Your Well-Being: Opioid addiction

Your Well-Being: Opioid addiction

Opioid addiction and overdose are one of the most serious problems we face in our modern society. The issue affects people from all walks of life and there seems to be very limited options for opioid addiction treatment. The fact that the entry point to a potentially damaging and even life-threatening addiction cycle is most often through the mainstream and fully legal medical profession makes this issue even more challenging to address.

What are Opioids?

Opioids are a broad group of medications that work by attaching to the opioid receptors in brain cells. Once they’re attached, the cells release signals that block pain and boost feelings of pleasure. Opioids are usually used to relieve severe pain, such as after surgery, and can be made from poppy plants or synthesised in a lab.


Opioids can work very well to lessen or remove pain but they’re also potentially very dangerous. In high doses, they can slow your breathing and heart rate, even leading to death in some cases and they’re also highly addictive.


There are several different opioid drugs that are regularly prescribed for pain and many that are entirely sold on the illegal black market.  Some common opioids are:

  • Codeine
  • Heroin
  • Methadone
  • Morphine
  • Hydromorphone
  • Fentanyl
  • Meperidine


What is the Opioid Problem?

Opioid addiction is a complicated issue. Part of what makes these drugs so dangerous is that anyone can become addicted to them, regardless of the reason for use, and factors such as personal history and length of use play a role.  This makes it more difficult to predict who may become addicted.


When you take opioids, your brain releases endorphins, neurotransmitters that make you feel good and block pain. Addiction occurs when you start to crave this feeling and feel as if you can’t live without it.  Unfortunately, when you take opioids repeatedly, your brain slows the production of endorphins. This means that you must take more of the medication to get the same feeling. This is a big contributor to today’s opioid crisis. 


There are around 1.3 million high risk opioid users in Europe outside of opioid treatment programs. And even more people are at risk of opioid addiction because of ongoing use of these drugs.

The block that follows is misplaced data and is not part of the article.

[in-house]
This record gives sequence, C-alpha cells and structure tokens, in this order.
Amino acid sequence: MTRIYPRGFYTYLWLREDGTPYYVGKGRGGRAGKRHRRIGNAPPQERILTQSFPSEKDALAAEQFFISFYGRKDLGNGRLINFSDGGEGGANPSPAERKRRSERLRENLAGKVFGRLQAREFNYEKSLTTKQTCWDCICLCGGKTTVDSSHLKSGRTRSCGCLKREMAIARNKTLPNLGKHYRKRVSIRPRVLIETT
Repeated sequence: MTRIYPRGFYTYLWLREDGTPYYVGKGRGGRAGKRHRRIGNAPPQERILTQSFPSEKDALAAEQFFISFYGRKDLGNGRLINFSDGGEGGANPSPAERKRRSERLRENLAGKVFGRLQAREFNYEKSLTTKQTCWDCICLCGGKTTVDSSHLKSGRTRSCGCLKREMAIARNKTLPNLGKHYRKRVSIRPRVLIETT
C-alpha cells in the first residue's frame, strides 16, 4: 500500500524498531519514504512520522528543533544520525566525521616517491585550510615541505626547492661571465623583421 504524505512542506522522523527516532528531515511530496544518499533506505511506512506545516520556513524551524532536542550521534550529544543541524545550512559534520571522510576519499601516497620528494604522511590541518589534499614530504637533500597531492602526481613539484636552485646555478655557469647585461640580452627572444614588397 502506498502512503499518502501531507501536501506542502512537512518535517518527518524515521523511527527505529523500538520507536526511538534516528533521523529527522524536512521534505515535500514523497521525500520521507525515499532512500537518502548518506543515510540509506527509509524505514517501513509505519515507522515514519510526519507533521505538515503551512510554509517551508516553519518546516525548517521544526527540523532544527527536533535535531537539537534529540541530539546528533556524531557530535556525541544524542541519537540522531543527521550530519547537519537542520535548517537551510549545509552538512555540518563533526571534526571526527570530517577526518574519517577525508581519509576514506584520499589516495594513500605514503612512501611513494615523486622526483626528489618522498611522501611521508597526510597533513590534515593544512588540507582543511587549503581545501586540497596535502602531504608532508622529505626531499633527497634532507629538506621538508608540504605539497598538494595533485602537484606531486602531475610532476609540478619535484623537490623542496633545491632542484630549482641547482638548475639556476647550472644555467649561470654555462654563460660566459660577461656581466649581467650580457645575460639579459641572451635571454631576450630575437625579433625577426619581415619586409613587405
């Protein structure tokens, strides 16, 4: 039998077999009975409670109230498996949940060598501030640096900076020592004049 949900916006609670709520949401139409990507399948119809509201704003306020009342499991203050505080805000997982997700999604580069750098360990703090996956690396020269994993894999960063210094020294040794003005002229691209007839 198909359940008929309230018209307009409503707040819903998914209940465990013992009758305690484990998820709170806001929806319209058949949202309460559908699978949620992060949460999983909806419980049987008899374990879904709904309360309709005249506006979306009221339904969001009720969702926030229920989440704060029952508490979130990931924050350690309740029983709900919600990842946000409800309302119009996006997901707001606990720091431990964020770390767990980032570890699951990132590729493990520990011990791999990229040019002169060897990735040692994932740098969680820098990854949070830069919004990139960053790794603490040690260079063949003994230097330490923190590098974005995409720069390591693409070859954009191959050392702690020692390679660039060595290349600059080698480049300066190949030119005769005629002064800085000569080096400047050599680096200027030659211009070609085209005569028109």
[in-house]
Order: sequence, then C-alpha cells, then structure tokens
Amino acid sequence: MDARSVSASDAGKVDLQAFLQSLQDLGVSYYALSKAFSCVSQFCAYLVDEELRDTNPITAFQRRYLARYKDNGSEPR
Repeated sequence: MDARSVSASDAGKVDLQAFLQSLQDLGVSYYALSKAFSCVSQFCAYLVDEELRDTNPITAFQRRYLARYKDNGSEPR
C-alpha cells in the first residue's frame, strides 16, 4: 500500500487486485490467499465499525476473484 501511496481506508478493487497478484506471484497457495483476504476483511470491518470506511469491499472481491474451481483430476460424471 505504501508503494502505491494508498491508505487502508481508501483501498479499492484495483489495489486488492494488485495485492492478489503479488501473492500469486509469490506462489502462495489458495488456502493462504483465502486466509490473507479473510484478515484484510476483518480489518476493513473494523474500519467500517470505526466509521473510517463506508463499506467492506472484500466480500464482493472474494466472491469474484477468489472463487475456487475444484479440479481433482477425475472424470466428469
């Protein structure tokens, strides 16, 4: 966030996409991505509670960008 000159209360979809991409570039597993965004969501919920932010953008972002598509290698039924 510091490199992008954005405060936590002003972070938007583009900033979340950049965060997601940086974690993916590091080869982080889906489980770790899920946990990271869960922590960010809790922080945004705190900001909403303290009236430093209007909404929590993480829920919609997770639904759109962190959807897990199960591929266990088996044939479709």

What Are the Consequences of Long-Term Opioid Use?


Opioids will temporarily reduce pain and anxiety, with high doses creating a short-lived feeling of euphoria and drowsiness. These effects make it difficult for users to stop, who continuously “chase the high”. A big part of the problem with opioid addiction, is that the body will become more and more tolerant, meaning the user must take higher doses to achieve a satisfactory high. It can be quick to forget that these are strong and powerful drugs which have a negative effect on both the user’s mental health and physical health, these include;

  • Nausea
  • Vomiting
  • Weakened Immune System
  • Slow Breathing Rate
  • Coma
  • Increased risk of HIV or other infectious diseases (common in intravenous use)
  • Increased risk of Hepatitis
  • Hallucinations
  • Collapsed Veins or clogged blood vessels
  • Risk of choking


There are certain signs to look out for when a person is addicted to opioids, apart from not being able to stop by themselves other signs may include; withdrawal symptoms when the person attempts to stop, the desire to continue using even when serious health complications may have risen, an impact on the quality of life (including relationships and employment), spending excess time and money on drugs, excessive sleeping or extreme weight loss or gain and even turning to crime to pay for more opiates.

How to Avoiding Opioid Addiction


Besides the pharmaceutical drugs such as Methadone or Buprenorphine, which are typically used to gradually wean an addict off opiates, there are some known alternative therapies which could be helpful for some. As opioid addiction is so strong and generally hard to overcome, there is little evidence to suggest how beneficial these treatments are, when it comes to the safety and efficacy of each of them. These alternative treatments include finding and sticking to a new exercise routine, hypnosis treatment and acupuncture.


The Takeaway

Opioid addiction is a problem that is continuing to grow, and that’s why it’s so important that more effective opioid addiction treatment options are found, and alternative pain relief options are developed and encouraged.



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